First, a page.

So, we can't let the administration get away with only talking about government funding. Yes, Havering needs more government funding. Simple. But our council can still make choices.


Alternative Budget

The Conservatives put forward some proposed changes.


We wanted to fully fund the special needs (SEND) school transport. The council have cut £200k from the budget. They claim it won't cause any harm and that they will give parents more choice. I argued that the demand isn't going to go down, it will go up, so they shouldn't be reducing the budget.


We also wanted to follow the legal advice about the market. Councillors were told that lawyers have advised against closing the Sunday market, until a relevant bill has passed in Parliament. So, we put forward a plan that would fully fund the Sunday market and would even make the stalls cheaper to attract more stalls back.


Where did we get the money from?

Remember, there are choices to be made, also remember that GF vs Housing budget pot.


Tackling Homelessness

Havering spends £6m a year on housing people in temporary accommodation, such as hotels and B&Bs. These are not the refugee claimants, they are Havering families. This is paid for out of the GF (not housing) and for every 1 person (or family) housed we save around £30k a year in the GF.


So, we simply said "let's use the housing account to buy homes and house these families".


The council officers agreed they could do this for 10 families (they already had plans for more) and that it would take them 6 months to do. But, it meant we had £150k we can spend somewhere else.


House homeless people, have more money to spent. Win win, right?


Then, we proposed pausing the Romford Masterplan consultation. This was more controversial.


The plan has been in the making for years and we do need it. It'll give a steer to Romford's development over then next decade and help us regenerate the town. Apparently... But, we think that when we're cutting SEND transport budgets, consultations like this can wait.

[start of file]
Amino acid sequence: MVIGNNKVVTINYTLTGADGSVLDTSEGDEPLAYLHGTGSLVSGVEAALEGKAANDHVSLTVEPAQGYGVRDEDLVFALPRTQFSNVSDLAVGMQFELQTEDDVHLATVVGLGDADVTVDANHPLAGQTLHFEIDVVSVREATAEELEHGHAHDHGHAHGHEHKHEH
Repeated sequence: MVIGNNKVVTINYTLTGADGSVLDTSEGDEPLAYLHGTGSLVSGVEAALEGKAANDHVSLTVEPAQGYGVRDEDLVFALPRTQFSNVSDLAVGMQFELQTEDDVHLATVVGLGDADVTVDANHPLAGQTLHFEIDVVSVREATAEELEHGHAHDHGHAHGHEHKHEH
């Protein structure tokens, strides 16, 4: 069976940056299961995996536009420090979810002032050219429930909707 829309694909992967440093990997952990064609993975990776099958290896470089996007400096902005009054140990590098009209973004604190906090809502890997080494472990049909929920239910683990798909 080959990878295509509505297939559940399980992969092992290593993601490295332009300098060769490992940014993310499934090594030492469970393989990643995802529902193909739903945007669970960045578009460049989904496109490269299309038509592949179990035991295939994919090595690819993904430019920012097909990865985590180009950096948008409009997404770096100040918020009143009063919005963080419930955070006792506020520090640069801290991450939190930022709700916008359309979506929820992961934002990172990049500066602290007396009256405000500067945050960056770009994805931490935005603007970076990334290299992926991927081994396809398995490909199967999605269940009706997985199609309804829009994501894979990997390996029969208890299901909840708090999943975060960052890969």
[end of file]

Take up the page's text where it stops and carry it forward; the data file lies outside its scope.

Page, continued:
The voting.

Ultimately, we were never going to get our budget changes through.


I believe we made the right proposals. We house homeless families, fully funded SEND transport and kept our market going whilst making it cheaper for the stall holders.


But, Conservatives don't run the town-hall. We are in opposition.


Labour joined the HRA and voted against our proposal and in favour of the original budget.


HRA Defectors.

Not all is calm in the HRA, with many of their own councillors disagreeing with the budget. Two HRA councillors have now left the group and formed their own group. Councillors Philip Ruck and John Tyler have formed the Havering Resident's Independent Group.


What is interesting is that both of these Councillors represented the HRA in the same ward as HRA Deputy Leader Gillian Ford. What's going on in Cranham!?


Finally, HRA Councillor James Glass abstained on the HRA budget.


Will the HRA survive another 2 years in power? Or will they fall apart before then? Remember, they are a coalition of smaller parties, unlike Labour or Conservatives. They are more fragile.